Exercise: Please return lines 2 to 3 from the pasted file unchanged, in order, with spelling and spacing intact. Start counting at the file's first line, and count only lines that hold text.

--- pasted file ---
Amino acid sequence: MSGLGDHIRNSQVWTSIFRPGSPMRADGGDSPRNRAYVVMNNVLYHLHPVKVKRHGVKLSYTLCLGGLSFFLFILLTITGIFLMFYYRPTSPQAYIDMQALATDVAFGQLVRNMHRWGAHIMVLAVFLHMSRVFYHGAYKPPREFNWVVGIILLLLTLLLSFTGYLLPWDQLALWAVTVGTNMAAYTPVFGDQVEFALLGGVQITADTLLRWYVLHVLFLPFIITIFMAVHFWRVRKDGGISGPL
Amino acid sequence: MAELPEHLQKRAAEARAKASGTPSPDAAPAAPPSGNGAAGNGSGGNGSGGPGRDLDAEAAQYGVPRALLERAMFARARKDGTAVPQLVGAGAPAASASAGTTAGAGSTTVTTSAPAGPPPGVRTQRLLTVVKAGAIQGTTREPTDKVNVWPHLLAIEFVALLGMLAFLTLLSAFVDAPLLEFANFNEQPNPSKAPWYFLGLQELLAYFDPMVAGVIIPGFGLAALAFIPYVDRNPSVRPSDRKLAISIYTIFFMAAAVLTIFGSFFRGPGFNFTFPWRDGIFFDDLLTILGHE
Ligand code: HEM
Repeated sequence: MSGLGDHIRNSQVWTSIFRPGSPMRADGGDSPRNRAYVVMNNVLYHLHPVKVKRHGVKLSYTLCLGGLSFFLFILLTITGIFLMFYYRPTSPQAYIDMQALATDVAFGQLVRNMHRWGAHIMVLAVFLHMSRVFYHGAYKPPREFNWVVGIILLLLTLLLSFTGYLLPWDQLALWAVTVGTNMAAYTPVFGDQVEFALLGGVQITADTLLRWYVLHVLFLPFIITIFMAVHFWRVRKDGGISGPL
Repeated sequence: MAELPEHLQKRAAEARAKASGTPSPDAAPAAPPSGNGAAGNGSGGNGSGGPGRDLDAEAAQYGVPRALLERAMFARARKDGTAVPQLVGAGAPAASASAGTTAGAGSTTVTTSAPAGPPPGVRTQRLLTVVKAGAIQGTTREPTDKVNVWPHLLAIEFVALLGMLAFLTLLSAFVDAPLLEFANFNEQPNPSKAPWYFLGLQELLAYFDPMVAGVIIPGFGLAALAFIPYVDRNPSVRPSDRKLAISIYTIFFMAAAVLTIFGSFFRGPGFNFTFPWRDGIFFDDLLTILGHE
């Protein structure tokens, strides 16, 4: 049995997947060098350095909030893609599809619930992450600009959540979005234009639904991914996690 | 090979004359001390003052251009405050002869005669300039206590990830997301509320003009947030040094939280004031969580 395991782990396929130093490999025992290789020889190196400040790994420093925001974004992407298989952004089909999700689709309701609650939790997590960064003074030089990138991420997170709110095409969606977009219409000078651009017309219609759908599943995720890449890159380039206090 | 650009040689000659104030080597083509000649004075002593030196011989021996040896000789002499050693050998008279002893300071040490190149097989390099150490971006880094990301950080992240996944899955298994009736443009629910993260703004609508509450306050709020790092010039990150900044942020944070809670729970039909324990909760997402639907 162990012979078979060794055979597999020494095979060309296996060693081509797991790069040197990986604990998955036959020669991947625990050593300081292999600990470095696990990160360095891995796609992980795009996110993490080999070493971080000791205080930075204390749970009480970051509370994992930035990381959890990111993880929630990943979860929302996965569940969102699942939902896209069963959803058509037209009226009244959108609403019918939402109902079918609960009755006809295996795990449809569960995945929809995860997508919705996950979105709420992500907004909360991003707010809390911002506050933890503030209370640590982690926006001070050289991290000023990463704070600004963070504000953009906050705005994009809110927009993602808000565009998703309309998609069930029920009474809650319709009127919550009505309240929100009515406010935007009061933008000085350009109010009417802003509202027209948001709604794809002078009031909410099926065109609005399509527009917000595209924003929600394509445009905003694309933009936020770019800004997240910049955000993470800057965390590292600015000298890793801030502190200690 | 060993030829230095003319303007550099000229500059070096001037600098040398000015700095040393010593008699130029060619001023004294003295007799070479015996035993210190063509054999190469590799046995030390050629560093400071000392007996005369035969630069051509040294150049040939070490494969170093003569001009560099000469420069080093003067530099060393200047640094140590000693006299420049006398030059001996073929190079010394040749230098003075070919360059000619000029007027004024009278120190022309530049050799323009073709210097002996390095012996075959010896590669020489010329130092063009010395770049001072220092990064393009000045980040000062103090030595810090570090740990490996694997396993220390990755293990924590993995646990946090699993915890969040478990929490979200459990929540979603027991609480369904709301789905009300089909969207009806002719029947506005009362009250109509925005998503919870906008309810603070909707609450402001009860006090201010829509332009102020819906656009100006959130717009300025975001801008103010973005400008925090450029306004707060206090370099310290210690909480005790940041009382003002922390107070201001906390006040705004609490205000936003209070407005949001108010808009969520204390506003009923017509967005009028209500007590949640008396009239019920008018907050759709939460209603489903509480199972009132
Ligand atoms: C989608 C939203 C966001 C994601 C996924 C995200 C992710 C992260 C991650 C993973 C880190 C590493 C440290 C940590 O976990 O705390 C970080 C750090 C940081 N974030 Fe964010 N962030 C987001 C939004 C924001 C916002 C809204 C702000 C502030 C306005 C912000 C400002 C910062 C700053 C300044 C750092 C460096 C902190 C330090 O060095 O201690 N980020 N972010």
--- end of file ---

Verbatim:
Amino acid sequence: MAELPEHLQKRAAEARAKASGTPSPDAAPAAPPSGNGAAGNGSGGNGSGGPGRDLDAEAAQYGVPRALLERAMFARARKDGTAVPQLVGAGAPAASASAGTTAGAGSTTVTTSAPAGPPPGVRTQRLLTVVKAGAIQGTTREPTDKVNVWPHLLAIEFVALLGMLAFLTLLSAFVDAPLLEFANFNEQPNPSKAPWYFLGLQELLAYFDPMVAGVIIPGFGLAALAFIPYVDRNPSVRPSDRKLAISIYTIFFMAAAVLTIFGSFFRGPGFNFTFPWRDGIFFDDLLTILGHE
Ligand code: HEM